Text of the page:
5665 posts in 3969 days

#12 posted 01-19-2011 05:46 PM

Interesting post. I have never prepaired boards by planing to join them together, but as I read the post I have a question. In the planing process, would it help to have a scrap board at both ends to help keep the planing stright?

-- "Hold on to instruction, do not let it go; guard it well, for it is your life" Solomon

View Dennisgrosen's profile


10880 posts in 3317 days

#13 posted 01-19-2011 07:15 PM

No it wont , you have to press on the front of the plane when you start a cut
and when all of the sole is on the wood you have to press equel down on both
the front and on the back and when you start lieving the board you have to
press down more on the rear end of the plane


View rbterhune's profile


176 posts in 3423 days

#14 posted 01-19-2011 08:27 PM

David and biglarry…I think you nailed what my problem was. I don’t think I took a full shaving across the width of the 2 boards…so my equal and opposite wasn’t actually equal and opposite. I think I had a high center…thus leaving a gap on the non-show side.

lwllms…I may try your method as well, thanks for the tip and the book recommendation.

View David Kirtley's profile

David Kirtley

1286 posts in 3199 days

#15 posted 01-21-2011 04:07 AM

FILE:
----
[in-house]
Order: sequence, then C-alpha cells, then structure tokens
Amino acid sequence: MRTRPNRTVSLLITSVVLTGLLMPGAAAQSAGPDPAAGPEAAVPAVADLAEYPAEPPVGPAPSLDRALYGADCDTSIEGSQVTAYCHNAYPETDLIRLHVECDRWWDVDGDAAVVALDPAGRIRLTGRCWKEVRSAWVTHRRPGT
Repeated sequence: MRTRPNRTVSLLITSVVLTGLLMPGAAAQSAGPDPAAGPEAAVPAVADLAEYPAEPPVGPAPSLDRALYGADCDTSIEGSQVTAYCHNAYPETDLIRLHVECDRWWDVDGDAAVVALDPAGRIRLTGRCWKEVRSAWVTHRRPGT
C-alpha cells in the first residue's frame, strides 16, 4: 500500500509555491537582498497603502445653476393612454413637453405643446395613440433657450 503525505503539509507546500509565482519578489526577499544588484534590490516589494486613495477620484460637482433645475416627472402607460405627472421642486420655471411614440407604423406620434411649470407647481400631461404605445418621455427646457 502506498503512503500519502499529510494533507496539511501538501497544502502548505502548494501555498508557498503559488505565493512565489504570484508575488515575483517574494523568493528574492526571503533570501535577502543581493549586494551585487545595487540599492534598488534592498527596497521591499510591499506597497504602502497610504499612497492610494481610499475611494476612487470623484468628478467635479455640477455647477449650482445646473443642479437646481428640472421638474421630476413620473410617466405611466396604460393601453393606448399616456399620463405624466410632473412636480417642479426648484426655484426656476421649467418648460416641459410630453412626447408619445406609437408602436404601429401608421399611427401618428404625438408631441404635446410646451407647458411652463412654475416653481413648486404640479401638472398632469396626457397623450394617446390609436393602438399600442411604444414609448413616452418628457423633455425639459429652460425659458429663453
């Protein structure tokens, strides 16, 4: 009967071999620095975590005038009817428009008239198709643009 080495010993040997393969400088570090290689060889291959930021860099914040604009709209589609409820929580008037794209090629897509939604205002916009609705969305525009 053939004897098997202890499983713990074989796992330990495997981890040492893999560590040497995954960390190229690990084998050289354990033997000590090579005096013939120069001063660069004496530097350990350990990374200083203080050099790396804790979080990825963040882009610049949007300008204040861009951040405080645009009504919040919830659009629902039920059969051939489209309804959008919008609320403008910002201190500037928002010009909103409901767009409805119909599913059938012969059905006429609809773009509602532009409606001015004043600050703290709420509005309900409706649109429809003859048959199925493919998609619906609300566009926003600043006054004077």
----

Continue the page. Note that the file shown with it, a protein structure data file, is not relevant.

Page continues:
Don’t give up on what lwllms said though. If you start out with material that is square and straight, you can just put them together and give it a quick pass and take off a fine shaving for the length to make them fit closely. The point he was making about the camber of the iron is that if the joint is dished a tiny bit, when you clamp them together, the little extra feathers on the edge of the board makes a sort of gasket that fills in the joint when clamped up. A very pretty technique. You get a tight joint and just small ridges to plane off once the glue is dried.

My own style is to edge glue stuff long before it is near final thickness because I am going to plane it all to thickness as a unit. I generally use softwood that is very forgiving. I also don’t glue up many wide panels. I reach for sheet goods for the most part. If you are using more expensive stock, trying to carefully match grain, or just don’t have the extra thickness to play with, you have to be much more careful as you approach gluing up larger panels. That is where his method will serve you well.

-- Woodworking shouldn't cost a fortune: